“Small towns would actually die faster” without their credit union, he said.

A unique tour of Dauphin

At the end of our interview, Ron said “We’ve got a surprise for you”.

The surprise is that the credit union owns a seven-seat bicycle that it brings out once in a while for parades, events, or just getting its staff to work (for fun) — and that we would get to ride it. Several members of staff joined us in pedalling around the main streets of Dauphin, as drivers honked and waved at our strange octopus-like bike in true small-town style.

Aboriginal Designers Co-op

When we arrived at the Aboriginal Designers Co-op in Winnipeg, Iris Lauzon was quietly and deftly sketching lines on a large, blank piece of brown paper. These simple and seemingly easy pen strokes were the very beginnings of what would, when she was finished, become a silver, full-length bridesmaid dress — one of eight — with a beaded Thunderbird symbol on the skirt bottom.

Iris Lauzon

Iris has been a seamstress for many years, having studied under Yvonne Yuen at her design school in Saskatoon. So impressive are her skills that she once created a custom beaded jacket for Senator Murray Sinclair that he wore when he was first sworn in.

Now she is one of four members of the Aboriginal Design Co-op: a small, colourful shop in the corner of what used to be the Neechi Commons. Though it was sad to see the remnants of the Neechi Commons through closed shutters when we visited, that the design co-op still exists is heartening. The local media and word-of-mouth support has been helpful in making sure people know that the design co-op is still up and running, Iris said.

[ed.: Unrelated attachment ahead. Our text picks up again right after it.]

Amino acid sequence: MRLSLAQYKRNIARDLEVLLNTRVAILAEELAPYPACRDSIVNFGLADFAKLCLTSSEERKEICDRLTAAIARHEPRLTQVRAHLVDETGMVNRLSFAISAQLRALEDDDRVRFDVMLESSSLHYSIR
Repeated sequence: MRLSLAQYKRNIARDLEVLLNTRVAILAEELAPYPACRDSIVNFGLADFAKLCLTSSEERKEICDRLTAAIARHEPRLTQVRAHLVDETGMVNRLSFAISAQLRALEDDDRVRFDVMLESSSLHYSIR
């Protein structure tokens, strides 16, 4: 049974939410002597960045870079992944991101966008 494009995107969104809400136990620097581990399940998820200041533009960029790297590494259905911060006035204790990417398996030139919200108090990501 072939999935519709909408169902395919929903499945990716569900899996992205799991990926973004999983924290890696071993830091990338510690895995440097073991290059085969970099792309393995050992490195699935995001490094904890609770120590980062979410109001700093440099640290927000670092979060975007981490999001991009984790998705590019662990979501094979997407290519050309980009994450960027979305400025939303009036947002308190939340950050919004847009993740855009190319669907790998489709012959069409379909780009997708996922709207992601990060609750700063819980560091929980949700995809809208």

Custom fabric by co-op member Roxanne Shuttleworth

The co-op model is ideal for the craftswomen who own the shop together. It gives them each a place to display and sell their work — clothing, jewellery, paintings, custom fabric, and more — while only having to be in the shop to mind the till one day per week and one Saturday per month. The rest of the time, Iris said, they can each focus on doing what they love — creating things.

“I think it’s a perfect set-up,” she said, “to just have to come in one day a week and then the rest of the time you can work on your pieces.”

Iris tells us this while doing a few quick measurements and then drawing the outline of the back of a dress in the paper in front of her. She’s lost count of the number of times she’s done this, and admits that even when she’s not working, she’s designing in her mind. Above her is a small sign that she embroidered and placed above the counter: “I might look like I’m listening to you, but in my head I’m sewing”.